Printing & Design Tips: SEPTEMBER 2008, #86

Go with Your Instincts

You’ve chosen a printer with due diligence for a complex job, a convention tabloid, for instance, to be printed in a city half-way across the country. You were a bit anxious at first, due to the distance, but the samples, references, and estimate were first-rate.

Then, as the convention approaches and you request a press proof on the stock you plan to use, things between you and the printer get a little strained. The proof winds up being printed on a stock you didn’t specify, your phone calls are not returned in a timely manner, prices start to rise dramatically relative to the first estimate you received six months ago. It’s almost convention time. What do you do?

The short answer is: Go with your gut instincts, always have a back-up plan, and analyze the problems dispassionately.

Anyone can make a mistake, so printing a press proof on the wrong stock can happen. If you were explicit (in writing, in your request for quote or your e-mail), consider requesting another press proof—at the printer’s expense—on the proper stock.

So the revised schedule you submitted six months into the process (a month from the convention) caused the price to double. Perhaps it is a short enough time-frame that the printer will need to use double the number of presses, stitchers, and personnel. It’s a good time to check with other printers with comparable equipment to make sure the price is still reasonable. Perhaps you could also expand the schedule again and ask for a revised price from your initial vendor.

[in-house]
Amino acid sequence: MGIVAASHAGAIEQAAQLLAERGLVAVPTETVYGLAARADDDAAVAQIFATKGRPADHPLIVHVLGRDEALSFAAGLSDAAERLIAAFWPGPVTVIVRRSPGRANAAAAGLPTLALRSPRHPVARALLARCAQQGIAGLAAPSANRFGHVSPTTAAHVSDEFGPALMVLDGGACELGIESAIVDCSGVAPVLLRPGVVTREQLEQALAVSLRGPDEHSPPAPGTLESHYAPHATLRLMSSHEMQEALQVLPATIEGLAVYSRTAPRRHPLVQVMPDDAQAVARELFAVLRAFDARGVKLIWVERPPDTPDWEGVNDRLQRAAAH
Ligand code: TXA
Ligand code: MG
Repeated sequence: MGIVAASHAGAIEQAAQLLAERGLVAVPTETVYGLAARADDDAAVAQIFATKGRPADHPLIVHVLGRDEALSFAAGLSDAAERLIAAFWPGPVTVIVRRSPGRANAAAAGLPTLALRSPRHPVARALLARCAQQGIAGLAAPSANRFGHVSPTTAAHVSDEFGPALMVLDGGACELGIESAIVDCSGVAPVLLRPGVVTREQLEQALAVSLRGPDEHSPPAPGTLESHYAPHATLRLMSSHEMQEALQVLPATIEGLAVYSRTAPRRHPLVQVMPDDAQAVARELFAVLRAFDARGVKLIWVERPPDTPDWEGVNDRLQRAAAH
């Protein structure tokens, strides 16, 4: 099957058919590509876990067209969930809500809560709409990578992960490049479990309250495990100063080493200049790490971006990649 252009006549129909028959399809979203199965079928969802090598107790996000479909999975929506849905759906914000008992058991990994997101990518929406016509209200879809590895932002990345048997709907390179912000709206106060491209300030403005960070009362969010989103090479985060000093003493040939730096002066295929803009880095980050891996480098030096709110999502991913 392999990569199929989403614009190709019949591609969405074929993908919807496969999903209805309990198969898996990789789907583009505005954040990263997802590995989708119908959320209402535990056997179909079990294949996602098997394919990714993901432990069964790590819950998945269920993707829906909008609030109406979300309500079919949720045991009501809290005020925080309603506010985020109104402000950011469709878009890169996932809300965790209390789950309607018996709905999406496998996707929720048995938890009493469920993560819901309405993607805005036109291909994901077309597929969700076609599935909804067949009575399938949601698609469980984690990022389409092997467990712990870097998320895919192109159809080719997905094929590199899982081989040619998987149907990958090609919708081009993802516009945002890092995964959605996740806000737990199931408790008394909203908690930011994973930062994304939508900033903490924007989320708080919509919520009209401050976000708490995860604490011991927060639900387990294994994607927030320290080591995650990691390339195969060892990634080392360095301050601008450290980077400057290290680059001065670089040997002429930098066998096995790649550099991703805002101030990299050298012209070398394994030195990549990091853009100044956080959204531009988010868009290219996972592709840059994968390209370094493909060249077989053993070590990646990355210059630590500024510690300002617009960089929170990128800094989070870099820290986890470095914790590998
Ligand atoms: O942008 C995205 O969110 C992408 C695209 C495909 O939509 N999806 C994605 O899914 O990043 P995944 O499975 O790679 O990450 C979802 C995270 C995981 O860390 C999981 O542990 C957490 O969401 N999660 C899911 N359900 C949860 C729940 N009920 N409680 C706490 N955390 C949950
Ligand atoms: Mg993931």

Maybe you have also upgraded the paper, so it is reasonable to expect an increase in the price you received six months ago, but how much of an increase? Is the revised price still close to double the initial bid?

This is the time to confront your printer directly. Yes, it is reasonable for the initial estimate you received to have gone stale in six months (most printers only hold pricing for 30 or 60 days). But double is a big jump. Yes, paper prices are rising, but paper is only a portion of the cost of a job (even on a long run), so doubling the total printing price is excessive. This is the time to mention that the other printer you just checked with offered a much lower price, and that although you want to continue with this printer, you need to explain and justify to others in your organization exactly why their price is so much higher than the other printer’s price.

Look at what’s happening objectively, and look for red flags: Remember the printer isn’t returning phone calls or sounds distant and less enthusiastic than before when you do reach him/her. The printer makes mistakes on press- or prepress-tests and seems unprepared during the “test-run” prior to the upcoming “live run.” Maybe the printer criticizes the schedule at this point, saying it is ridiculously short. Maybe the printer blames you for not being clear about the scope of the work. Prices change, or the printer says things like, “The first price was just an estimate to get started.”  At worst, the printer may actually say, “Maybe this isn’t going to work,” or “Maybe you need to find another printer willing to deal with this job.”